First Run in Hokas – A Terrible Review

I have a history of conducting really bad science when it comes to fixing myself. For starters, I’m balls awful at self-diagnosing, whether it’s writing or running or dadding or whatever… see, to fix a problem, you first have to know what the problem is, and I’m pretty bad at that. It’s why I married a woman much smarter than I am — so that I have somebody to point me at the right targets. Then, I tend to take on too many things at once or dive headfirst into new things rather than easing in, to the effect that whether I succeed or fail, I never really know what to attribute the success or failure to.

But I’ve got this injury. In my foot. For a while I thought it might have been tendonosis, but lately it feels like good ol’ plantar fasciitis, but one way or another, my freaking foot hurts, and it’s been hurting for a while. And I’ve tried a handful of things to fix it, including seeing a podiatrist, taking breaks from running, stepping up my running, eating only fried chicken on Fridays, consulting with spirit guides… and it still hurts. So it’s time for drastic measures.

I’m not the kind of guy that believes in magic bullets, but there comes a point — and that point in my case is when I’ve been dealing with more-or-less chronic pain for the better part of a year — where you’re willing to try just about anything. So among the many things I’m trying to fix the pain right now are some new shoes.

wpid-20150408_185956.jpg

I know, I know.

They look ridiculous. But I got a pretty sweet deal on them and, like I said, I’m willing to try anything.

If you don’t run in running circles (haw) you might not be familiar with Hokas and their ilk, so to put them in a nutshell (which is impossible, I mean, just look at the size of them), they are a new thing in running, the inverse pendulum swing from the minimalism trend that happened in the late aughts. Where minimalist shoes aimed to make shoes feel less like shoes by dint of removing padding and stabilizing elements and “putting you more in touch with the road,” Hokas and other so-called “maximalist” shoes take the opposite tack: they add frankly ridiculous amounts of padding to desensitize you to the surfaces you’re running on entirely. (I should note that “desensitize” is my word, not theirs.)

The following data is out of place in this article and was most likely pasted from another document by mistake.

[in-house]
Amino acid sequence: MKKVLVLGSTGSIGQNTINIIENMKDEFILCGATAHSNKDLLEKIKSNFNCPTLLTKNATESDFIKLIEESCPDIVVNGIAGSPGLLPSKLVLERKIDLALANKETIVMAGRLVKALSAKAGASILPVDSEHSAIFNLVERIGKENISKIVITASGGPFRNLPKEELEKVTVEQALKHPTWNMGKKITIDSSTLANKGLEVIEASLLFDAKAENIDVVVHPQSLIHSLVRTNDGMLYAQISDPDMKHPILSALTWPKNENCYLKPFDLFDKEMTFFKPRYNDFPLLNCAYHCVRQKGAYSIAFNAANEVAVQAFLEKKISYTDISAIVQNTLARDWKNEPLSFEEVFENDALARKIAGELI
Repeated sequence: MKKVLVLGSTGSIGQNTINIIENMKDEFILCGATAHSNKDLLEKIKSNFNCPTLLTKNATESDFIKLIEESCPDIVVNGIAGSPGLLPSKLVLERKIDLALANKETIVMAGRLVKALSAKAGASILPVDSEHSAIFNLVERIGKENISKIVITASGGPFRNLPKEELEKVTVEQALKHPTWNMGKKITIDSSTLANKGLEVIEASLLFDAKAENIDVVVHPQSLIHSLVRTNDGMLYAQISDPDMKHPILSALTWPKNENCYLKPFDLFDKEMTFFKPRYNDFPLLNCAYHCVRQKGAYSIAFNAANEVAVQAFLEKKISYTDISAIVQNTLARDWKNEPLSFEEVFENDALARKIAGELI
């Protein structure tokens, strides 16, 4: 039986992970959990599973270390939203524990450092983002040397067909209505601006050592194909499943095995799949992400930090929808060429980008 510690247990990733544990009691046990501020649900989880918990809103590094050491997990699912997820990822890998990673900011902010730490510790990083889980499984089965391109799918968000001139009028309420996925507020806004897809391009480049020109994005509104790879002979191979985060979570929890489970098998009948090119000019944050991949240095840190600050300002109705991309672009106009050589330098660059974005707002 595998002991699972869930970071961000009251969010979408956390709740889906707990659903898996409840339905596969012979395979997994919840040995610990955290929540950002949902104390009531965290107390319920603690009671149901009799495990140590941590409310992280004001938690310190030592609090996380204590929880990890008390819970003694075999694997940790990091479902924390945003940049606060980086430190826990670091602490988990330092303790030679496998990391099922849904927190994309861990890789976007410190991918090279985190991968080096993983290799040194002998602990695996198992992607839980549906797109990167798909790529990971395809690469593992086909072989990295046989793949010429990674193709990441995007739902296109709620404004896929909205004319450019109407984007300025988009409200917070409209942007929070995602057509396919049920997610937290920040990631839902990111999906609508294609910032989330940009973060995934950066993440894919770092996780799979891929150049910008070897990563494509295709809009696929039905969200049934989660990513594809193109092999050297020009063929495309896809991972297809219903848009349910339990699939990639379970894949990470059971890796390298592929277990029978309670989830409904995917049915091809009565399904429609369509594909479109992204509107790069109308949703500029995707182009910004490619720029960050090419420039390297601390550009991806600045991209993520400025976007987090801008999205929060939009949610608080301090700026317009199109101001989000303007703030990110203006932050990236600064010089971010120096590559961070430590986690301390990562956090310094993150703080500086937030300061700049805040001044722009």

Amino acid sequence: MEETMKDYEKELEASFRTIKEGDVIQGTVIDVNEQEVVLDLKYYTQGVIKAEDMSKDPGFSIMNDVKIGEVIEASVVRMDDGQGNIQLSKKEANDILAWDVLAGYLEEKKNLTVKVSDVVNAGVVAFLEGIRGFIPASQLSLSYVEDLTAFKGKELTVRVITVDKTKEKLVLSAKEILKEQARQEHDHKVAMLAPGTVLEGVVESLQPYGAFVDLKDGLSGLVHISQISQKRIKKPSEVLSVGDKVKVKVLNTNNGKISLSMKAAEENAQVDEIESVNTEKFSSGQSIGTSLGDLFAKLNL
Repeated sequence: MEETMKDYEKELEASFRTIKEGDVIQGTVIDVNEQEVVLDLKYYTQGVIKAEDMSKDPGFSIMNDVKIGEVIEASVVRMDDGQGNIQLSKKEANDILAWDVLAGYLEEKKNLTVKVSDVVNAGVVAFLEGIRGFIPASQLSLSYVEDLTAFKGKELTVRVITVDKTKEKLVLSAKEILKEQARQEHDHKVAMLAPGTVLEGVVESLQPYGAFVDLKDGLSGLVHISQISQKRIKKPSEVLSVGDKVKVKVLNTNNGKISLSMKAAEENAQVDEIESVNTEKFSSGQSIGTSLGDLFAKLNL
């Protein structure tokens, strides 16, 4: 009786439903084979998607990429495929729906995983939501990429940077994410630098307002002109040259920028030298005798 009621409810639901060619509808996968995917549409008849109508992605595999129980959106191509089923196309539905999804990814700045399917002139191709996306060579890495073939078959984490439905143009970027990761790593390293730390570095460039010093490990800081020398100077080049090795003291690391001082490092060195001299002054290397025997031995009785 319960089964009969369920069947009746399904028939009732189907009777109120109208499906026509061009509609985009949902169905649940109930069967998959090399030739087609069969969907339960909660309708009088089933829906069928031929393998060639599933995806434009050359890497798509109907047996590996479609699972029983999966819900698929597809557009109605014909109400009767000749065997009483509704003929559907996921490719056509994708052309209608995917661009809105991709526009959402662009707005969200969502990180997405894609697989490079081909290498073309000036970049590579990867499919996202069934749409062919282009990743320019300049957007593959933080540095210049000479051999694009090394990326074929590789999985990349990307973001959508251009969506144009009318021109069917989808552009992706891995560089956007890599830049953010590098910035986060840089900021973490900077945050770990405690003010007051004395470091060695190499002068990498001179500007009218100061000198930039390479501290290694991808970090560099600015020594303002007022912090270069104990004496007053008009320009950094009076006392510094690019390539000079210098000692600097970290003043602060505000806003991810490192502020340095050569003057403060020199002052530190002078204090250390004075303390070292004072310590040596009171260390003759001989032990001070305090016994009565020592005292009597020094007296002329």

Now, I think minimalist shoes are the bomb. I think they are the way and the truth. They may have contributed to my injuries, and I’m willing to own my part in that, because I probably jumped in too fast and didn’t give myself the appropriate time to adjust. That said, I still believe in minimalism, because I believe in evolution, and I don’t think that millions of years of adjustment to the earth below our feet would have crafted a foot that needs perfect shoes to make us good at, you know, walking or running on said earth. Shoes being a construct of the past couple of millenia of human development, I’m going to trust natural selection and say that probably our feet are just fine as they are, and maybe it’s the way we’re treating our feet that’s fargoed up. But I digress. I’m not here to argue minimalism vs maximalism, I’m not here to open the Born to Run debate or touch on barefoot running or any of that.

I’m here because in desperation I ordered these shoes, and I’m going to try them out as part of my latest effort to fix my feet so that I can run pain-free again.

Let me make all appropriate disclaimers: “maximalist” shoes are too new for there to be any studies drawing far-reaching conclusions about their effectiveness at preventing or recovering from injury. However, there is a ton of anecdotal evidence out there, and much of that anecdotal evidence comes in the form of gobsmacked distance runners who are amazed that these shoes have allowed them to start running pain-free after extended bouts with hip pain, knee pain, ankle pain, back pain, foot pain… you name it. So I ordered them, and they got here, and I took them for a run yesterday, and here’s what I learned.

  1. They are huge. I’ve sat at 5’11” my whole life, and these shoes put me comfortably in the 6’3″ range. My wife, a demure and delightful 5’2″, tried them on and was able to look me in the eye for the first time in her life. The air just feels a little thinner while you’re wearing them, and maybe that makes you a little lightheaded, and maybe that’s why the pain goes away.
  2. They are soft. Boy, are they soft. Reviewers often describe them as “like walking on clouds”, which is the most overused simile in shoes, and I won’t be using it, because it’s nonsense. You can’t walk on clouds in the first place, and no shoe is going to remove all the groundfeel from your feet. That said, even just stepping into them and taking a few tentative steps around the living room I could feel my feet sinking into their pillowy depths. They compress like a worn-in tennis ball, which is to say, quite a bit, but not so much that you go right through it like you would with a down pillow or, if you must, a cloud. The padding underfoot is sensational, and it really does feel awesome just to walk around in them.